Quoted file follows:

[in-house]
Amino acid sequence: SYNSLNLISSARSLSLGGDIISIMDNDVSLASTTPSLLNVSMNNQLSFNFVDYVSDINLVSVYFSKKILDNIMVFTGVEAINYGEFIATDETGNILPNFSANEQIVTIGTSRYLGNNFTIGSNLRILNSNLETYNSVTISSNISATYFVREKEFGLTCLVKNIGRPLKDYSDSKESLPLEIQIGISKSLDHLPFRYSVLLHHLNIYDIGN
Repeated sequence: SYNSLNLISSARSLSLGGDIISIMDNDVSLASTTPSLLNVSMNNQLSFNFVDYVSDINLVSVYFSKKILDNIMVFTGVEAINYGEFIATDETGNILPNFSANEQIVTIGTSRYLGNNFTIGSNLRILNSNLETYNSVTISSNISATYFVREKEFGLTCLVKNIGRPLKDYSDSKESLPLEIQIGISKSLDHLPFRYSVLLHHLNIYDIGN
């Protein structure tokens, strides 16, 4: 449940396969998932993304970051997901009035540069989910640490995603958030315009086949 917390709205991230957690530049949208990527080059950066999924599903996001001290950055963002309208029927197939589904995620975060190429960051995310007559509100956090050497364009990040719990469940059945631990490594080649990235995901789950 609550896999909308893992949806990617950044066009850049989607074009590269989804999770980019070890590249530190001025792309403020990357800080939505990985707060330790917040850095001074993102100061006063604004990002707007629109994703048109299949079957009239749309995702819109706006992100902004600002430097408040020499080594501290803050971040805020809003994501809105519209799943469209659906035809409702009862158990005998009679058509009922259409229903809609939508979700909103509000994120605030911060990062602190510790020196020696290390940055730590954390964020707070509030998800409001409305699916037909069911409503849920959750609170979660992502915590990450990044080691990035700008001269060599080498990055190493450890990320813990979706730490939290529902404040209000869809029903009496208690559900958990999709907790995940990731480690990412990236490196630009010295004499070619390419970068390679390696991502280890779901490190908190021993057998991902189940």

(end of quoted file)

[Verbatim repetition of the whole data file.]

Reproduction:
[in-house]
Amino acid sequence: SYNSLNLISSARSLSLGGDIISIMDNDVSLASTTPSLLNVSMNNQLSFNFVDYVSDINLVSVYFSKKILDNIMVFTGVEAINYGEFIATDETGNILPNFSANEQIVTIGTSRYLGNNFTIGSNLRILNSNLETYNSVTISSNISATYFVREKEFGLTCLVKNIGRPLKDYSDSKESLPLEIQIGISKSLDHLPFRYSVLLHHLNIYDIGN
Repeated sequence: SYNSLNLISSARSLSLGGDIISIMDNDVSLASTTPSLLNVSMNNQLSFNFVDYVSDINLVSVYFSKKILDNIMVFTGVEAINYGEFIATDETGNILPNFSANEQIVTIGTSRYLGNNFTIGSNLRILNSNLETYNSVTISSNISATYFVREKEFGLTCLVKNIGRPLKDYSDSKESLPLEIQIGISKSLDHLPFRYSVLLHHLNIYDIGN
């Protein structure tokens, strides 16, 4: 449940396969998932993304970051997901009035540069989910640490995603958030315009086949 917390709205991230957690530049949208990527080059950066999924599903996001001290950055963002309208029927197939589904995620975060190429960051995310007559509100956090050497364009990040719990469940059945631990490594080649990235995901789950 609550896999909308893992949806990617950044066009850049989607074009590269989804999770980019070890590249530190001025792309403020990357800080939505990985707060330790917040850095001074993102100061006063604004990002707007629109994703048109299949079957009239749309995702819109706006992100902004600002430097408040020499080594501290803050971040805020809003994501809105519209799943469209659906035809409702009862158990005998009679058509009922259409229903809609939508979700909103509000994120605030911060990062602190510790020196020696290390940055730590954390964020707070509030998800409001409305699916037909069911409503849920959750609170979660992502915590990450990044080691990035700008001269060599080498990055190493450890990320813990979706730490939290529902404040209000869809029903009496208690559900958990999709907790995940990731480690990412990236490196630009010295004499070619390419970068390679390696991502280890779901490190908190021993057998991902189940």